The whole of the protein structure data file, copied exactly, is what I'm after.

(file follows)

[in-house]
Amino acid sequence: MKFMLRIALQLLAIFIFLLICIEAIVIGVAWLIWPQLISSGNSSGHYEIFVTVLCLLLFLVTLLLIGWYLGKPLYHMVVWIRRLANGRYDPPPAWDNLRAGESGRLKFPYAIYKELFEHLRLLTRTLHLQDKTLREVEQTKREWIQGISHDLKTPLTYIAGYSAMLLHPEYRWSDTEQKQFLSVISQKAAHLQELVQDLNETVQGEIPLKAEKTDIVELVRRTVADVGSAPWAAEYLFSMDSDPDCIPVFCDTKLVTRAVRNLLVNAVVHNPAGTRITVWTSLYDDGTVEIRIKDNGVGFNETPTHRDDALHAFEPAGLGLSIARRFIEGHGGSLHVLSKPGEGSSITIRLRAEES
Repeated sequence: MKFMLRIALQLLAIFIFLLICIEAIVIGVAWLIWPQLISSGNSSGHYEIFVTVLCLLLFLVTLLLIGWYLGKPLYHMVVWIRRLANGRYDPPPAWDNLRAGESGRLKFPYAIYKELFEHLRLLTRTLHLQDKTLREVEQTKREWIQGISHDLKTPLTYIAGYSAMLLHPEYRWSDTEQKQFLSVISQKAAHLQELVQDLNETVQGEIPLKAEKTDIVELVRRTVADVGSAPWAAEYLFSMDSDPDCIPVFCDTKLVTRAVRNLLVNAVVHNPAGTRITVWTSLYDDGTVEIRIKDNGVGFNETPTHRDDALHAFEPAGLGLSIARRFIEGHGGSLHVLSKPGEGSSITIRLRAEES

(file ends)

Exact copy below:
[in-house]
Amino acid sequence: MKFMLRIALQLLAIFIFLLICIEAIVIGVAWLIWPQLISSGNSSGHYEIFVTVLCLLLFLVTLLLIGWYLGKPLYHMVVWIRRLANGRYDPPPAWDNLRAGESGRLKFPYAIYKELFEHLRLLTRTLHLQDKTLREVEQTKREWIQGISHDLKTPLTYIAGYSAMLLHPEYRWSDTEQKQFLSVISQKAAHLQELVQDLNETVQGEIPLKAEKTDIVELVRRTVADVGSAPWAAEYLFSMDSDPDCIPVFCDTKLVTRAVRNLLVNAVVHNPAGTRITVWTSLYDDGTVEIRIKDNGVGFNETPTHRDDALHAFEPAGLGLSIARRFIEGHGGSLHVLSKPGEGSSITIRLRAEES
Repeated sequence: MKFMLRIALQLLAIFIFLLICIEAIVIGVAWLIWPQLISSGNSSGHYEIFVTVLCLLLFLVTLLLIGWYLGKPLYHMVVWIRRLANGRYDPPPAWDNLRAGESGRLKFPYAIYKELFEHLRLLTRTLHLQDKTLREVEQTKREWIQGISHDLKTPLTYIAGYSAMLLHPEYRWSDTEQKQFLSVISQKAAHLQELVQDLNETVQGEIPLKAEKTDIVELVRRTVADVGSAPWAAEYLFSMDSDPDCIPVFCDTKLVTRAVRNLLVNAVVHNPAGTRITVWTSLYDDGTVEIRIKDNGVGFNETPTHRDDALHAFEPAGLGLSIARRFIEGHGGSLHVLSKPGEGSSITIRLRAEES